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Do implants drop and fluff at different times?

Breast implants are medical devices that are used for both reconstructive and cosmetic breast augmentation procedures. There are two main types of breast implants: saline and silicone gel. Both types have an outer silicone shell, but they differ in their inner filler material. Saline implants are filled with a sterile saltwater solution, while silicone gel implants are filled with a viscous silicone gel.

Saline Implants

Saline breast implants were introduced in 1964 and were the only type of implant available for breast augmentation in the United States until silicone implants were approved in 2006. Some key points about saline implants:

  • Filled with sterile saline (saltwater) solution
  • Saline is safe, absorbed by body if implant ruptures
  • Can be filled to desired size during surgery
  • Tend to look and feel less natural than silicone
  • Have more visible rippling/wrinkling
  • Lower risk of capsular contracture than silicone

Silicone Implants

Silicone gel-filled breast implants were introduced in 1962 but banned for cosmetic use in 1992 due to concerns about potential health risks. They were later re-approved in 2006. Here are some silicone implant characteristics:

  • Filled with viscous silicone gel
  • Soft, natural look and feel
  • Less rippling than saline
  • Pre-filled to specific sizes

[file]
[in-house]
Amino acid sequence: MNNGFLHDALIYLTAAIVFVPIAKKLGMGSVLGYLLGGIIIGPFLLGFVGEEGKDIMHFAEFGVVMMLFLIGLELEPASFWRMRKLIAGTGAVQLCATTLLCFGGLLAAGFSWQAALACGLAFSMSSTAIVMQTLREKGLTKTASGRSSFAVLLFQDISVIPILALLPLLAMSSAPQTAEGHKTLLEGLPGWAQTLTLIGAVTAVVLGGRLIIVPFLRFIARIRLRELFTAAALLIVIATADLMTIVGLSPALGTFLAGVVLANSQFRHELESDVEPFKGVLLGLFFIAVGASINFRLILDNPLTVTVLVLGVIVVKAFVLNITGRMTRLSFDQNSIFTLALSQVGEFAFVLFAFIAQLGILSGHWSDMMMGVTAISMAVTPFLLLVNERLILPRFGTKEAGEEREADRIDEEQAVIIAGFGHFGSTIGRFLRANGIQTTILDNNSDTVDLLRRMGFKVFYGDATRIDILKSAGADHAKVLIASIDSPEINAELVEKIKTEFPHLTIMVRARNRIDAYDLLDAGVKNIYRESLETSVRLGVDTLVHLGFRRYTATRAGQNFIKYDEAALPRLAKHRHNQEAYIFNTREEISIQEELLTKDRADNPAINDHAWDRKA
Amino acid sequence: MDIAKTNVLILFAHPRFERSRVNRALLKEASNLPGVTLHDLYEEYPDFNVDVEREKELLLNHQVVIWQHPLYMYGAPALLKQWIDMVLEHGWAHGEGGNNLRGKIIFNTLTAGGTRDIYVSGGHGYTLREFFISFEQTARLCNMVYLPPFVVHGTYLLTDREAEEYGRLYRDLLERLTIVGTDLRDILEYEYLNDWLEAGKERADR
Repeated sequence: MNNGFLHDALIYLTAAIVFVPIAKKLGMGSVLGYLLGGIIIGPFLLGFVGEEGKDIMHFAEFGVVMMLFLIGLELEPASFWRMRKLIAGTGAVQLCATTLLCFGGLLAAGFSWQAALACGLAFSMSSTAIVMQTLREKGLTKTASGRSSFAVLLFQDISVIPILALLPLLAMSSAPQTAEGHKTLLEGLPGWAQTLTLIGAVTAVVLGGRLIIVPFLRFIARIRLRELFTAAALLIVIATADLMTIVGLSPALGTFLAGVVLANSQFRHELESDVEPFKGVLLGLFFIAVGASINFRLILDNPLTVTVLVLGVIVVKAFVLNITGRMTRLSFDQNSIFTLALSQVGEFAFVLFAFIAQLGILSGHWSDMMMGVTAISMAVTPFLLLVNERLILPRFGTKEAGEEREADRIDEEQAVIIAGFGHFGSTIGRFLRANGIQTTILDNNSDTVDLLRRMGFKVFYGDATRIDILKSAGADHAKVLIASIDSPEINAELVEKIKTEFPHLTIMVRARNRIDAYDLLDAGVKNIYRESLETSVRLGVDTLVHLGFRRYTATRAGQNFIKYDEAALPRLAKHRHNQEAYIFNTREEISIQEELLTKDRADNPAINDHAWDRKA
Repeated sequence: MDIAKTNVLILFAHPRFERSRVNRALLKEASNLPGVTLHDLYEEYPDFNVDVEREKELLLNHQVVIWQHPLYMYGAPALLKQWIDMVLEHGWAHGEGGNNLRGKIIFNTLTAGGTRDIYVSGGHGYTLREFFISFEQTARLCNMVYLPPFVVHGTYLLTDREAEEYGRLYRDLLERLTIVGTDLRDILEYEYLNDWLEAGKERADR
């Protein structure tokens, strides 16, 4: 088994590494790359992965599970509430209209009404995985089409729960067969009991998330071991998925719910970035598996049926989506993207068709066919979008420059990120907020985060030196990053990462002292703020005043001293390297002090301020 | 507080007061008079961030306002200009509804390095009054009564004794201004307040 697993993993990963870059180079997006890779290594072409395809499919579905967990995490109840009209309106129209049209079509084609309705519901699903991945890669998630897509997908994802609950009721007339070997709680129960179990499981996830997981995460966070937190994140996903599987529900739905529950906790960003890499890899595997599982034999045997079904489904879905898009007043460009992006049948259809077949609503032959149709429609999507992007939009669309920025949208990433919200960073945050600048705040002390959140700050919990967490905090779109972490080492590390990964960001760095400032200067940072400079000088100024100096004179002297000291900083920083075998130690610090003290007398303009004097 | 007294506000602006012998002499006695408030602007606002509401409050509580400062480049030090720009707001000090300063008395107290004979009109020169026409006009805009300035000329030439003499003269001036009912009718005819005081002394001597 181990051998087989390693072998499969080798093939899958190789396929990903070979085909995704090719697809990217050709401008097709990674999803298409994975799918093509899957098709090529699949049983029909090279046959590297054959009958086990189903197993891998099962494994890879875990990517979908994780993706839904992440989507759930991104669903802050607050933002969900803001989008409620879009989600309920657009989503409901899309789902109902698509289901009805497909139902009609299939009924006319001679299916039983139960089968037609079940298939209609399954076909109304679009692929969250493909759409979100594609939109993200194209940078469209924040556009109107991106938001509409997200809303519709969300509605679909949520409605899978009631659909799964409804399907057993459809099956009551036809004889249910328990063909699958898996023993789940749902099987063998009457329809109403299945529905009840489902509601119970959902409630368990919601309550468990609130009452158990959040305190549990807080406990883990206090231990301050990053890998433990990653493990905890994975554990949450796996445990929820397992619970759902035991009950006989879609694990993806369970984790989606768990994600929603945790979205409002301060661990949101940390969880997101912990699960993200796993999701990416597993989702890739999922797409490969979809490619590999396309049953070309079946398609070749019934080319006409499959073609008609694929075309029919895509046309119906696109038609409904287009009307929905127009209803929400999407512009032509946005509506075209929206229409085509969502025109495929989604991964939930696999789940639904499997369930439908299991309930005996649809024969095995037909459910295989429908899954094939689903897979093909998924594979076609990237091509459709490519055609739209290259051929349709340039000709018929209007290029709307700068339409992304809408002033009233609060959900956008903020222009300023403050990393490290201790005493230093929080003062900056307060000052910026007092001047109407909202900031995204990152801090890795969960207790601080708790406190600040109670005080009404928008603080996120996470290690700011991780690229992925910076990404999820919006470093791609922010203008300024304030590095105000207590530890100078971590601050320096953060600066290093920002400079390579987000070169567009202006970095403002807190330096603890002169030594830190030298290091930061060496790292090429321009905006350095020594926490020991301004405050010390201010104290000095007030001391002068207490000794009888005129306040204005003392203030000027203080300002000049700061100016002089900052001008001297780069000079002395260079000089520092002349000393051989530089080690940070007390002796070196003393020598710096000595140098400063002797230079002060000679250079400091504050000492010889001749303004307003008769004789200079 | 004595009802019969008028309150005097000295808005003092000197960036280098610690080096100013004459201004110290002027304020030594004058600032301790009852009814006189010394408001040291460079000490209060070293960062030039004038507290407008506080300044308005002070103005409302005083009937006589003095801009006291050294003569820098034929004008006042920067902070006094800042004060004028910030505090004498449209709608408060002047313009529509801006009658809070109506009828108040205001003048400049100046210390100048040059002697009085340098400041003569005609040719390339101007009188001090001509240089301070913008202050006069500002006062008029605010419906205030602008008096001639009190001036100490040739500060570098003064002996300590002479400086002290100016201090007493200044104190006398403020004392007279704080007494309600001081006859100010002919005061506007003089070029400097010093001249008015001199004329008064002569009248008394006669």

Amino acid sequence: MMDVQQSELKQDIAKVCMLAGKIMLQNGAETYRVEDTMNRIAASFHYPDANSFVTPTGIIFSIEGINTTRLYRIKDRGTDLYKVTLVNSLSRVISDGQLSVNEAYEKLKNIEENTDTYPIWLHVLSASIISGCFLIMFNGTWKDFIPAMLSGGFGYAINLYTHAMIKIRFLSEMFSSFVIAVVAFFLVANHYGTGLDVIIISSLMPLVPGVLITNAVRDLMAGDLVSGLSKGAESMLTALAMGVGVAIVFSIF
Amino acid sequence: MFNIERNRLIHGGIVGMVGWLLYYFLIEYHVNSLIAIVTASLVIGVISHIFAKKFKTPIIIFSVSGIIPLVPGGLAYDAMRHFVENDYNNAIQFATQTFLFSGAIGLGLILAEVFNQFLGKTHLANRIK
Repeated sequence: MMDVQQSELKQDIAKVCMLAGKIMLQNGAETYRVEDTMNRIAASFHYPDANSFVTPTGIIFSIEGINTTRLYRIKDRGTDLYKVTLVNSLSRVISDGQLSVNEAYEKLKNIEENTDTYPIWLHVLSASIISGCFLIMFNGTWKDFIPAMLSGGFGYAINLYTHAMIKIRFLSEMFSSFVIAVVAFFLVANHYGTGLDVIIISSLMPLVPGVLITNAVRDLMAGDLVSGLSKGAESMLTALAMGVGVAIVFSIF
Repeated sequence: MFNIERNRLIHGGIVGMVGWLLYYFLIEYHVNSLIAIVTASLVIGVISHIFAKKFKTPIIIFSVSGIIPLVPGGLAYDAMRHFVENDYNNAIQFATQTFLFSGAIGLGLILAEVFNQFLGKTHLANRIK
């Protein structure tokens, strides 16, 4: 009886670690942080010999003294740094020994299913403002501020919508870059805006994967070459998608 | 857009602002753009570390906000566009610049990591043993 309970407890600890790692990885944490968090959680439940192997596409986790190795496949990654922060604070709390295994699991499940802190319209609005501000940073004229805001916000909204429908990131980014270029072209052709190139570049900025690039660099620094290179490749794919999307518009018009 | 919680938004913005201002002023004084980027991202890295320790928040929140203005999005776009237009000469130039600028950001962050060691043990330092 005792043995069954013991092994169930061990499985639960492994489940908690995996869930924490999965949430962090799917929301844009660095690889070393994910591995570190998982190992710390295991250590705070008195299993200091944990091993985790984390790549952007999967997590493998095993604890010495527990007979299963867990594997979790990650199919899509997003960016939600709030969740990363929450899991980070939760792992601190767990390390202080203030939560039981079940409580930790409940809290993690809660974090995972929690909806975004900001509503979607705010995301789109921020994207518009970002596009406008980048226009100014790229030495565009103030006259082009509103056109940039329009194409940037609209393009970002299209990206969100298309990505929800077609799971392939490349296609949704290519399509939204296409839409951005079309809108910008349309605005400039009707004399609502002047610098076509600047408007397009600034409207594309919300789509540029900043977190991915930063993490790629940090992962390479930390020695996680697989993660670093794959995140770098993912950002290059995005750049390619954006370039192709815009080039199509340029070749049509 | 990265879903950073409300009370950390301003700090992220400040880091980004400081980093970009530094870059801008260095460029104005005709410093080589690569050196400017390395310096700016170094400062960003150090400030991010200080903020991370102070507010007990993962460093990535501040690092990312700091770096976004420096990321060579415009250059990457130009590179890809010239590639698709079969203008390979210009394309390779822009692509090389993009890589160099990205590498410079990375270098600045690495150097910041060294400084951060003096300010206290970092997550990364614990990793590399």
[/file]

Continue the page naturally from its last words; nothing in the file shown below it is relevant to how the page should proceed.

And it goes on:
• Variety of shapes/profiles available
  • Higher risk of capsular contracture

How Long Do Breast Implants Last?

On average, today’s breast implants can last 10-15 years with normal wear and tear. However, implants don’t necessarily need to be replaced unless there is a problem. Some implants last much longer, even 20-25+ years.

Factors that affect breast implant longevity include:

  • Implant type (saline or silicone)
  • Quality/durability of implant materials
  • Surgical technique and placement
  • Patient anatomy and tissues
  • Lifestyle factors (weight changes, pregnancy, etc)

Many women choose to replace their implants as a preventative measure at some point despite lack of obvious complications. This is common around the 10-15 year mark, but can vary.

Do Saline and Silicone Implants Drop and Fluff at Different Times?

Yes, there are some differences in how saline vs. silicone implants “settle” and soften in the months after surgery:

Saline Implants Silicone Implants
Drop and fluff more quickly Take longer to drop and fluff
Can appear too round initially Retain shape better early on